I made it. I traced the profile onto poster board then used that as a pattern to cut a thick piece of plywood to use as a mold attached to a melamine table. Vacuum bag and presto, you have a part that you’ve spent 8 hours building and trimming that you should be able to buy for $20.
 
Are the carbon fiber fairings over the elevator pulleys just screwed into the carbon fiber floor? I'm trying to figure out a way to attach covers to the floor - thought I might have to bond something to the floor to attach them.
I used Clickbond floating nut fasteners. They use adhesive to bond to the underside of the floor. Work great but make sure you run a tap through them before bonding to the surface. Same with riveted nut plates.
 
I used Clickbond floating nut fasteners. They use adhesive to bond to the underside of the floor. Work great but make sure you run a tap through them before bonding to the surface. Same with riveted nut plates.
Nice, thanks for the info!
 
keep weight in mind, it adds up quick. Sheet metal screw into the floor holds the pulleys on fine. If the hole gets too big you can dab in some jb weld or something of the like and re screw. these airplanes are simple, keep them that way
 
keep weight in mind, it adds up quick. Sheet metal screw into the floor holds the pulleys on fine. If the hole gets too big you can dab in some jb weld or something of the like and re screw. these airplanes are simple, keep them that way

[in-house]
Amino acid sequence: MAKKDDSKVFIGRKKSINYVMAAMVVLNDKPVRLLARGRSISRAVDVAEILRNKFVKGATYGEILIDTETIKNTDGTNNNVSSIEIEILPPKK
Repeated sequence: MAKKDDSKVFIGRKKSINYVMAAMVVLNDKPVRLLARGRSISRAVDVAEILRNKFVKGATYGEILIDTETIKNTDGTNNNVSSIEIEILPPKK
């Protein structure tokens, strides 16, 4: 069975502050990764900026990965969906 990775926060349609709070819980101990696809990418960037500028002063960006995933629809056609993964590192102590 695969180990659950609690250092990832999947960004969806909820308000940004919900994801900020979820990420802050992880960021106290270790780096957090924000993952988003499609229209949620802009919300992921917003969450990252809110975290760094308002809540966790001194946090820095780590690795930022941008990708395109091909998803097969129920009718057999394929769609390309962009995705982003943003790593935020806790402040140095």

You're saying sheet metal screws in a carbon fiber floor have been no problem? I would like to keep it simple - I didn't try just assumed it would be weak since it's just that thin layer on top of the core foam.
 
You're saying sheet metal screws in a carbon fiber floor have been no problem? I would like to keep it simple - I didn't try just assumed it would be weak since it's just that thin layer on top of the core foam.
1000 hrs or so in and take them off during the annual. You can use 4x6 stainless they will grab into the foam
 
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Big event today…A buddy helped me get the main gear under the project. Might not look like a major accomplishment but it feels like one. I have 31’s for it but it won’t fit through the shop door with those on so 8.50’s for now. The plan is to build covers, aluminum or carbon fiber, for the gear legs but that’s for a later date.
 
Made some progress over the last couple days, after a week on the road. I made my safety cables, fabricated a long step and modified a motorcycle foot peg for a step at axle height. That will be handy when it goes on the 31’s.IMG_7485.jpegIMG_7481.jpegIMG_7479.jpeg
 
Can you reach over the leading edge of the wing when on that step? It looks tight/short.

It sticks forward of the gear tube 7”. I’ll let you know if that’s enough when I get the wings on. I assumed it would be adequate since the fueling step on my left gear is welded on the gear tube as others have done.
 
When you are in 3 point attitude the leading edge is back quite a bit depending on gear length and tires. I have no problems with mine.
DENNY